The minister of environment, science and technology, Professor Kwabena Frimpong-Boateng, has revealed why some Ghanaians appeared to be against the decision of the government to allow mining in the Atewa forest.
According to him, this is because such people are involved in illegal mining, and are therefore engaged in double standards.
He noted that the illegal mining activities of those individuals have caused serious pollination to water bodies in the area but they appear unconcerned by their actions.
Per a report by Dailyguidenetwork.com, he added that such people have joined local and international groups in a bid to halt the mining of bauxite in the forest.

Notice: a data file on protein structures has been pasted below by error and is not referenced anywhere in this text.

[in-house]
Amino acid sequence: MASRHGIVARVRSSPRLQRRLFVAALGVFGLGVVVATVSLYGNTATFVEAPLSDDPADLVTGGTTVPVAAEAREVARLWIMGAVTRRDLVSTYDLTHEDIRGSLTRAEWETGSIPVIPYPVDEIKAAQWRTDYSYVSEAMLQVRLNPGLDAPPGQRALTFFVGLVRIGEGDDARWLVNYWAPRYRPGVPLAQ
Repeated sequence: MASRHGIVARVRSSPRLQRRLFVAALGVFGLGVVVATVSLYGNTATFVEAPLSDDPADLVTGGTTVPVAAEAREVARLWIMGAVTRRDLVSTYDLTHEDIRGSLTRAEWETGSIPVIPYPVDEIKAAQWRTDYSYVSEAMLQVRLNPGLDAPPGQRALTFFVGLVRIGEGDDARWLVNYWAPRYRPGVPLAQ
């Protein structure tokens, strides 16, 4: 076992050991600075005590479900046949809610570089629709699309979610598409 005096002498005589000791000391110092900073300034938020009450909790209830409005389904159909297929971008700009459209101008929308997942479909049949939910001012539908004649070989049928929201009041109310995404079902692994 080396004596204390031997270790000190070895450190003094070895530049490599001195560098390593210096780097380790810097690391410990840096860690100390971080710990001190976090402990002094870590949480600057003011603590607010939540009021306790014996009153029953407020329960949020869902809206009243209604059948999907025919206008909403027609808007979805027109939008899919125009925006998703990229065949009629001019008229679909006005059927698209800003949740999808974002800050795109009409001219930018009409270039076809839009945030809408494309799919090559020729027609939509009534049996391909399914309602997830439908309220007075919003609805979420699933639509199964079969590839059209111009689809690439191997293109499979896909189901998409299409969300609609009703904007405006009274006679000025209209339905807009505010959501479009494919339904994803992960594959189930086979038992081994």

Professor Frimpong Boateng made this known on Tuesday, July 2, 2019, at the Information Ministry’s Meet the Press Series in Accra.
Information available suggests that one of such groups, Aroucha Ghana, has stated that mining in the Atewa forest would destroy water bodies in the area that serve as a source of drinking water for millions of people.
Its executive director, Daryl Bosu, reportedly said, “our concern has been the target or the focal areas for which the government wants to exploit this bauxite. We are saying that the government should completely exclude the Atewa forest because of its water producing services from the deal with the Chinese.”
The government of Ghana signed a $2 billion deal with China Sinohydro in exchange for its bauxite deposits in the Atewa Forest.
Professor Frimpong Boateng said the government is mindful about the sustainability of the environment and ecosystem in Ghana.
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